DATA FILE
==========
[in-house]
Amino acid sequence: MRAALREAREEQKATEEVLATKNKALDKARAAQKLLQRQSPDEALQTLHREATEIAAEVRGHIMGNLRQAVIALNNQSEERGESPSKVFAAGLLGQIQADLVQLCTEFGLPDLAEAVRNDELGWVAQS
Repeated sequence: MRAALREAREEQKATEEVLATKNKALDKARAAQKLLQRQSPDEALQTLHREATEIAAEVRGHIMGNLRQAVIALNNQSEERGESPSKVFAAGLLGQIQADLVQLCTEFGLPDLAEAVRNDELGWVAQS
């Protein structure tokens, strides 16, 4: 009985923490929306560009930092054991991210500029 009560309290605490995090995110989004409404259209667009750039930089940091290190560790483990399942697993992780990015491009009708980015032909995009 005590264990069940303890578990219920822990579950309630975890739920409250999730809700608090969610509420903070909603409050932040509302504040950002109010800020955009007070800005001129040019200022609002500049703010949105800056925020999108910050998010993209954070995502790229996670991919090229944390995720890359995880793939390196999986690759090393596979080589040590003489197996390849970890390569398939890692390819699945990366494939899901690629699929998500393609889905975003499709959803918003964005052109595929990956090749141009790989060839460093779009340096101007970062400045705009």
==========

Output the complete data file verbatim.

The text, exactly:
[in-house]
Amino acid sequence: MRAALREAREEQKATEEVLATKNKALDKARAAQKLLQRQSPDEALQTLHREATEIAAEVRGHIMGNLRQAVIALNNQSEERGESPSKVFAAGLLGQIQADLVQLCTEFGLPDLAEAVRNDELGWVAQS
Repeated sequence: MRAALREAREEQKATEEVLATKNKALDKARAAQKLLQRQSPDEALQTLHREATEIAAEVRGHIMGNLRQAVIALNNQSEERGESPSKVFAAGLLGQIQADLVQLCTEFGLPDLAEAVRNDELGWVAQS
């Protein structure tokens, strides 16, 4: 009985923490929306560009930092054991991210500029 009560309290605490995090995110989004409404259209667009750039930089940091290190560790483990399942697993992780990015491009009708980015032909995009 005590264990069940303890578990219920822990579950309630975890739920409250999730809700608090969610509420903070909603409050932040509302504040950002109010800020955009007070800005001129040019200022609002500049703010949105800056925020999108910050998010993209954070995502790229996670991919090229944390995720890359995880793939390196999986690759090393596979080589040590003489197996390849970890390569398939890692390819699945990366494939899901690629699929998500393609889905975003499709959803918003964005052109595929990956090749141009790989060839460093779009340096101007970062400045705009």